Despite the importance of balance, studies that focused on postural control are lacking in comparison with limbs or gaits balance rehabilitation. Several interventions regarding balance and trunk control had been investigated, including weight-shift training on an unstable surface [17], balance control training [18], and gait training with rhythmic auditory stimulation [19]. The majority of published studies reported positive results but traditional rehabilitation programmes tend to be tedious and resource-intensive and require specialized facilities or equipment [2022]. Given that stroke prevalence is rising every year, there is an urgent need to identify intervention methods which are both cost-effective and safe.

Virtual reality (VR) has a prominent role in promoting functional recovery after stroke. It has the potential to deliver the effective intervention at low cost [32]. VR provides enriched motivational training and goal-orientated tasks which improve patients’ adherence to programme [33, 34]. It can integrate multisensory stimulation of visual, auditory, tactile, and somatosensory systems to provide a realistic environment [35]. Previous studies indicated that it might be more effective in improving dynamic balance control and preventing falls in subacute and chronic stroke patients compared to conventional therapy [36]. However, it may not always be superior to conventional therapy [37]. This is likely due to the heterogeneity of VR programme and the sample characteristics and outcome measures being used. Given that there has been rapid development of VR programme over the past decades, it is essential to review the evidence of VR on balance control in stroke survivors to enable clinicians to have an up-to-date understanding of the clinical applications in posture and balance ability. The aim of the systematic review is to critically evaluate the evidence of VR on improving static balance and dynamic balance ability in the stroke population.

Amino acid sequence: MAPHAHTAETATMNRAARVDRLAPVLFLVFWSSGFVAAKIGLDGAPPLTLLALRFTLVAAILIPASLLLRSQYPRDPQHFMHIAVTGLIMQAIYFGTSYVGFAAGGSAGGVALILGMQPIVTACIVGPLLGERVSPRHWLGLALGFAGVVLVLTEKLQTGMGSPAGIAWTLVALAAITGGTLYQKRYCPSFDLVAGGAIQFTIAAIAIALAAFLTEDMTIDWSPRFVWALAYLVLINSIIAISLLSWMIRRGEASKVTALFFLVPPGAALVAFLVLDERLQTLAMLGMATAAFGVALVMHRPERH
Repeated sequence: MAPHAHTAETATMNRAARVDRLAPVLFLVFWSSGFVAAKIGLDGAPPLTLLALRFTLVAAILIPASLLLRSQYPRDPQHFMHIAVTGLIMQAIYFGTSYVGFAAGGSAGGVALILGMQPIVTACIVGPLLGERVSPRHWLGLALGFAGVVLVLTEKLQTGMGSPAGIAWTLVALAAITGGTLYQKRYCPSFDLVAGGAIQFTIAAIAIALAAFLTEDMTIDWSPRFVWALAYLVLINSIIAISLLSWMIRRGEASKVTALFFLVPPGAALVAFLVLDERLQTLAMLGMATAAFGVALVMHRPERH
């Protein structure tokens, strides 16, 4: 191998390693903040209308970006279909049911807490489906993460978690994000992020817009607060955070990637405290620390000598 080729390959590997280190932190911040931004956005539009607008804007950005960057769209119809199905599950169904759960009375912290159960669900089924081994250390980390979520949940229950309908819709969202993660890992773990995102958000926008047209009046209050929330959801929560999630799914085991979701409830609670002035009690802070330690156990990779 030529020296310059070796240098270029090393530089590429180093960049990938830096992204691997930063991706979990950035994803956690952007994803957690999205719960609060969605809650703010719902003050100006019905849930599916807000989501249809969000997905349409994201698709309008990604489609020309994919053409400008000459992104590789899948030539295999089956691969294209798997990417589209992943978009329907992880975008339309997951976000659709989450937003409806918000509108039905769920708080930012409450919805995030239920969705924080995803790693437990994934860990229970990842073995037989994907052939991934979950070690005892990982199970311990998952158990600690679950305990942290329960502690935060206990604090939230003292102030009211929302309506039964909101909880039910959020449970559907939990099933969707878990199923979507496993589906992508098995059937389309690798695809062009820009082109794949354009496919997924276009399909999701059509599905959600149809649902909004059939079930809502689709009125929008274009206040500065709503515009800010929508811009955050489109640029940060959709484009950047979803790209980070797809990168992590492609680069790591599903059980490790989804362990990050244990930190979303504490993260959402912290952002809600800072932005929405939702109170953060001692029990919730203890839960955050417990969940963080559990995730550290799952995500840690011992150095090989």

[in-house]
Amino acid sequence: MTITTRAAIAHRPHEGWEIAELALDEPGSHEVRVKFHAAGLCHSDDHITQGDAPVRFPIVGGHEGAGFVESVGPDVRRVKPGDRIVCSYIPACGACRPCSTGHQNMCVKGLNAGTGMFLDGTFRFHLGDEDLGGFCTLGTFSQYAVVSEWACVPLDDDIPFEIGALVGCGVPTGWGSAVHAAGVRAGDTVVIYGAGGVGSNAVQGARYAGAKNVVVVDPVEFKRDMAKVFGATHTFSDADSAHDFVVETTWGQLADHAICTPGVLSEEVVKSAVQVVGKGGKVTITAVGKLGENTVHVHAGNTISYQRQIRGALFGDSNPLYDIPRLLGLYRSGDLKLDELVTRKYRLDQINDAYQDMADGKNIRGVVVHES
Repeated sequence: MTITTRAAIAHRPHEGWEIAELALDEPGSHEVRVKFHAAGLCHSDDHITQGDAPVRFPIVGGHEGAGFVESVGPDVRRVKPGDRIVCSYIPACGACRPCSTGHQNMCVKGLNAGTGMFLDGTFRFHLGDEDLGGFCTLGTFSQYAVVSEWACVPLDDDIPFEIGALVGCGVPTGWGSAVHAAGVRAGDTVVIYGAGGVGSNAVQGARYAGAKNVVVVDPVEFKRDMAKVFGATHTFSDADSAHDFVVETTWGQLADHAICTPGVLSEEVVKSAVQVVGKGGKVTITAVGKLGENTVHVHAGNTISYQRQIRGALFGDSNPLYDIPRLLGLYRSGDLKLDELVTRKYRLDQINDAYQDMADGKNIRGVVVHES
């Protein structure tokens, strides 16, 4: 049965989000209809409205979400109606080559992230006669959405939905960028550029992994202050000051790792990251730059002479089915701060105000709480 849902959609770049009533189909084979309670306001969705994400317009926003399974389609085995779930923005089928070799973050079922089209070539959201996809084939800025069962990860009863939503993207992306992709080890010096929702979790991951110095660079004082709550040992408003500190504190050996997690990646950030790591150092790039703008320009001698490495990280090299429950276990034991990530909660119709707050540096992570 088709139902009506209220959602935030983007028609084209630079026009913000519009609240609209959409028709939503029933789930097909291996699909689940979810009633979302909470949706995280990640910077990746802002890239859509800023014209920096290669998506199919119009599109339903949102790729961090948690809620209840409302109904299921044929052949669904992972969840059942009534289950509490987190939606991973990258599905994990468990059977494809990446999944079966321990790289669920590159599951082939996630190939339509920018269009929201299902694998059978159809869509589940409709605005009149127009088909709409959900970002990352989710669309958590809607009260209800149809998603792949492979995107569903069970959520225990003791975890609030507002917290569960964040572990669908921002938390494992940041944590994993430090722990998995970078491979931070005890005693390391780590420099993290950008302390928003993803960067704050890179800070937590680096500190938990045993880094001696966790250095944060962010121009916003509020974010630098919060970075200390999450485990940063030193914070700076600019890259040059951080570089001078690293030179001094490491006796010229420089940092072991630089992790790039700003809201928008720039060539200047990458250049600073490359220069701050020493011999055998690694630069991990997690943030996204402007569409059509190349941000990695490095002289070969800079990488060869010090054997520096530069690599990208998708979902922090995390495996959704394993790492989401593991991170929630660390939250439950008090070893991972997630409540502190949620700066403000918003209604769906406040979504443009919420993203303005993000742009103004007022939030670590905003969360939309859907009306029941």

2. Materials and Methods

2.1. Search Strategy

An extensive retrieval of the scientific articles published between January 2006 and December 2015 was conducted. Databases searched were PubMed, Scopus, and Web of Science. References from retrieved articles were manually checked for further suitable studies. The literature search used keywords terms and the principle of combining free word search based on the search engine, subject headings, and keywords. Databases were searched using the following key terms: (virtual reality OR virtual environment) AND (stroke OR hemiplegia OR cerebrovascular accident) AND balance. Titles and abstracts were displayed and screened by the two authors (LC and WL) to identify relevant studies. The authors then reviewed the titles and abstracts to assess whether the studies met the predetermined inclusion criteria.

2.2. Study Selection

Studies that met the following inclusion criteria were eligible:(a)Published in English language(b)Randomized controlled trials (RCTs) that compared preintervention and postintervention values(c)Involved adult patients with hemiparesis following stroke during acute, subacute, and chronic phase(d)Investigated any form of immersive or nonimmersive VR training therapy that aimed to improve balance control after stroke(e)Utilized specific outcome measures to assess balance

The two authors assessed the studies for inclusion criteria independently. Any disagreement in study selection was resolved in consensus meetings.

2.3. Study Quality Assessment